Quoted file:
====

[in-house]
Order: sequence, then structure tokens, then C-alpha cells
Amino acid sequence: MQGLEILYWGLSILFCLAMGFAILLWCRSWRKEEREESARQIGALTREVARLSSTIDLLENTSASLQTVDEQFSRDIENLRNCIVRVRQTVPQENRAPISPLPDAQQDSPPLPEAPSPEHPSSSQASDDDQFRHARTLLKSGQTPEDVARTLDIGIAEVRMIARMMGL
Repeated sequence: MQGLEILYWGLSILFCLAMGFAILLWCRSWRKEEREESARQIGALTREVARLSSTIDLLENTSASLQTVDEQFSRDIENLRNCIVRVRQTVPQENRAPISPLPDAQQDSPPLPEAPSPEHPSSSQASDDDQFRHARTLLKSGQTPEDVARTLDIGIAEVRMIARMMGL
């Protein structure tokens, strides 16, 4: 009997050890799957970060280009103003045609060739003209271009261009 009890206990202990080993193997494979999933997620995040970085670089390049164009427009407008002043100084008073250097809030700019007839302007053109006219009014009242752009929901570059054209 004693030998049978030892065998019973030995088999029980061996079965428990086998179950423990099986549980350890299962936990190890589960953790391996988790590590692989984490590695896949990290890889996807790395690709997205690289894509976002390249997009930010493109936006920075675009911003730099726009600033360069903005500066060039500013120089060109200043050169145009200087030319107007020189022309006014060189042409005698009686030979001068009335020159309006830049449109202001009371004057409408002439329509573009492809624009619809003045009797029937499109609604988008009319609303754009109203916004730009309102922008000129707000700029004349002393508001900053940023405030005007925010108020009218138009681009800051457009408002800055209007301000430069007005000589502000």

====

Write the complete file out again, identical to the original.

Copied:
[in-house]
Order: sequence, then structure tokens, then C-alpha cells
Amino acid sequence: MQGLEILYWGLSILFCLAMGFAILLWCRSWRKEEREESARQIGALTREVARLSSTIDLLENTSASLQTVDEQFSRDIENLRNCIVRVRQTVPQENRAPISPLPDAQQDSPPLPEAPSPEHPSSSQASDDDQFRHARTLLKSGQTPEDVARTLDIGIAEVRMIARMMGL
Repeated sequence: MQGLEILYWGLSILFCLAMGFAILLWCRSWRKEEREESARQIGALTREVARLSSTIDLLENTSASLQTVDEQFSRDIENLRNCIVRVRQTVPQENRAPISPLPDAQQDSPPLPEAPSPEHPSSSQASDDDQFRHARTLLKSGQTPEDVARTLDIGIAEVRMIARMMGL
């Protein structure tokens, strides 16, 4: 009997050890799957970060280009103003045609060739003209271009261009 009890206990202990080993193997494979999933997620995040970085670089390049164009427009407008002043100084008073250097809030700019007839302007053109006219009014009242752009929901570059054209 004693030998049978030892065998019973030995088999029980061996079965428990086998179950423990099986549980350890299962936990190890589960953790391996988790590590692989984490590695896949990290890889996807790395690709997205690289894509976002390249997009930010493109936006920075675009911003730099726009600033360069903005500066060039500013120089060109200043050169145009200087030319107007020189022309006014060189042409005698009686030979001068009335020159309006830049449109202001009371004057409408002439329509573009492809624009619809003045009797029937499109609604988008009319609303754009109203916004730009309102922008000129707000700029004349002393508001900053940023405030005007925010108020009218138009681009800051457009408002800055209007301000430069007005000589502000």